Module 6

Drill Week!

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Weekly Challenge

Are you ready to test your preps?

This week, we have a variety of drills for you to try! You can go all out for the Ultimate Drill or if time or weather doesn’t permit this, you can practice some of the other drills. Bonus cookie points to anyone who does ALL of the drills! 🙂

#1 The Ultimate Drill

Your challenge, should you choose to accept it, is to go for at least 24 hours without the grid. This means no electrical power, no central climate control, and no running water!  Some people will go hardcore and turn off the main water valve and flip all of the breakers. Others will just opt not to use those items.

  • During your 24 hours off-grid, you’ll eat three meals, go to the bathroom, keep your family clean and at a comfortable temperature, and entertain yourselves. This a tall order in some locations!
  • Plan ahead of time how you’ll overcome the challenges – you can learn a lot this way.
  • But the real learning experience will come from the challenges you didn’t expect and plan for. This is how you will fill the holes that exist in your preps. It is far better to discover those gaps now, when back-up is as close as the breaker box in your basement, than it is to discover it when disaster strikes.
  • Give every family member a notebook so they can jot down what works and what doesn’t.  Once your Grid-Down drill is over, compare notes.  You may be surprised at the observations your children have made.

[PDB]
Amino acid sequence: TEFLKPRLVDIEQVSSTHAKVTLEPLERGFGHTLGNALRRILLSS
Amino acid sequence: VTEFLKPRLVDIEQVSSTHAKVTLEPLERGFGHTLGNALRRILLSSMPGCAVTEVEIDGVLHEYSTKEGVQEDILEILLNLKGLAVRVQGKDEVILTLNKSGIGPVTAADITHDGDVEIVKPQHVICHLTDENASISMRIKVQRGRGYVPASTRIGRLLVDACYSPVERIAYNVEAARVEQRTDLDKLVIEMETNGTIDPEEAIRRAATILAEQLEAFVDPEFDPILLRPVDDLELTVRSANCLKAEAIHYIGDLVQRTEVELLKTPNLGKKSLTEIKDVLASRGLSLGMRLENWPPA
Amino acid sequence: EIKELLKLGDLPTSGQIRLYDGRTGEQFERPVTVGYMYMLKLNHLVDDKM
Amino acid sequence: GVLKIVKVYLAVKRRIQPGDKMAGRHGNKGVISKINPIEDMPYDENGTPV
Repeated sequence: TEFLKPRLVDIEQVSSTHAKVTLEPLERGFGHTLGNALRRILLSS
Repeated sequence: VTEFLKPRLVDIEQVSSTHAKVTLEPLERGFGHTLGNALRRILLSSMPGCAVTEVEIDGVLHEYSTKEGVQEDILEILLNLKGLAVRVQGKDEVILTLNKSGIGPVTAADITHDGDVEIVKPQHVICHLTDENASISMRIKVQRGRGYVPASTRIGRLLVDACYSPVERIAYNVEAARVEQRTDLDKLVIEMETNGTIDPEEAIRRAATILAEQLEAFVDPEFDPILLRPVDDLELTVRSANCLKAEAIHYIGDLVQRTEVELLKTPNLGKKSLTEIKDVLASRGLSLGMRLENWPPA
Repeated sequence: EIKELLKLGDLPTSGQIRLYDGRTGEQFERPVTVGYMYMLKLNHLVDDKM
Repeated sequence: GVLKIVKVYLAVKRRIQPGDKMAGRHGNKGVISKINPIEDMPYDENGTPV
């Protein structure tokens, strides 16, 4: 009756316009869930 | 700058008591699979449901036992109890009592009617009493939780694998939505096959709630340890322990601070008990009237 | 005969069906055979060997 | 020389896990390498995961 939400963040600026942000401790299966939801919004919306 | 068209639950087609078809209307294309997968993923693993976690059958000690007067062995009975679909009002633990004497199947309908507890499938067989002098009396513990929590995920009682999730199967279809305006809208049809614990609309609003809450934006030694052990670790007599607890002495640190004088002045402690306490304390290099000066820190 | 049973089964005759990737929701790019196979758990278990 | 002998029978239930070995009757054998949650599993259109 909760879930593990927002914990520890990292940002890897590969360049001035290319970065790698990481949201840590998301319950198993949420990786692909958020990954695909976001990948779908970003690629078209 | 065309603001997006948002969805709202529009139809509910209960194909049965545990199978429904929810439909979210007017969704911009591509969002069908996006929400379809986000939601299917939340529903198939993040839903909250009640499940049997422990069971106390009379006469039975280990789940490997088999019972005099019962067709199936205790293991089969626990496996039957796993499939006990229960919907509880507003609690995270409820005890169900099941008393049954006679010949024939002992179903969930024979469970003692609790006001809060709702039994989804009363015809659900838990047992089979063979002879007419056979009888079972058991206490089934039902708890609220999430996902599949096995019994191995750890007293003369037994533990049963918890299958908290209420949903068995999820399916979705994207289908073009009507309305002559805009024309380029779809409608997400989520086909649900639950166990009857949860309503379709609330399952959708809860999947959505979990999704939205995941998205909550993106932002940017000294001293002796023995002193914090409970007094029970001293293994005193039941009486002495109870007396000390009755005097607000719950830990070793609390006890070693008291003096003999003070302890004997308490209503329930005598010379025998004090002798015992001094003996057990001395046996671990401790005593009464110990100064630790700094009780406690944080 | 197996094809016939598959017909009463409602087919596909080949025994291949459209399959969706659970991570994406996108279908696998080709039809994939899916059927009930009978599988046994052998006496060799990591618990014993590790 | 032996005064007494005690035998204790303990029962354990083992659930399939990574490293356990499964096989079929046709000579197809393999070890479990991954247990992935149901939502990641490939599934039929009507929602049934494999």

• Make a shopping list based on the notes and fill those gaps!

#2 No Running Water Drill

If the total grid-down drill is not for you, try a no-running-water drill. Turn off the main to the house and go for 12-24 hours without water coming from the faucets.

You’ll need to be able to keep hydrated, cook, maintain hygiene, water your pets and livestock, and deal with human waste. Be sure to take notes! Let us know if you were surprised about how much water you used!

#3 Tornado Drill

Do you live in an area where tornadoes are a threat? Sometimes we don’t get much warning when a twister is headed our way.  Over the course of the week, use a stopwatch and call a tornado drill for your family.

  • Before the drill, make sure every family member knows where to go and a meeting place.
  • If you have a designated shelter, now would be a good time to make sure it’s equipped with supplies and gear to see your family through at least several hours.
  • How quickly can everyone get to shelter?
  • Can you improve on this time?
  • Are there changes that you need to make to your shelter plan?
  • Now spend time talking about where to go when family members are away from home:
    • At a friend’s house
    • At school
    • At a park or some other outdoor location
    • Shopping or on errands
    • In a vehicle

#4 Fast Evac Drill

Sometimes we have very little time to get out of Dodge, as people during a fire in California learned last year when a wildfire got out of control after hitting the fuel takes at the edge of town. Practice a rapid evacuation.

  • Have your emergency/bug out bags stashed in a location near an exit to the house.
  • Your vehicle should be equipped with an emergency kit as well.
  • If you have pets, include them in the drill. Will they need to be crated? Who will be responsible for loading them up and where in the vehicle should they go?
  • How quickly did you get out of the house?
  • Did you forget anything essential?

Make some changes based on what you learned. For example, Daisy’s family learned to display some sentimental photos and photos albums near a decorative container so that all of the items could quickly be put in the container and carried out. Share the changes you’ve made to your evacuation plan based on this.

#5 House Fire Drill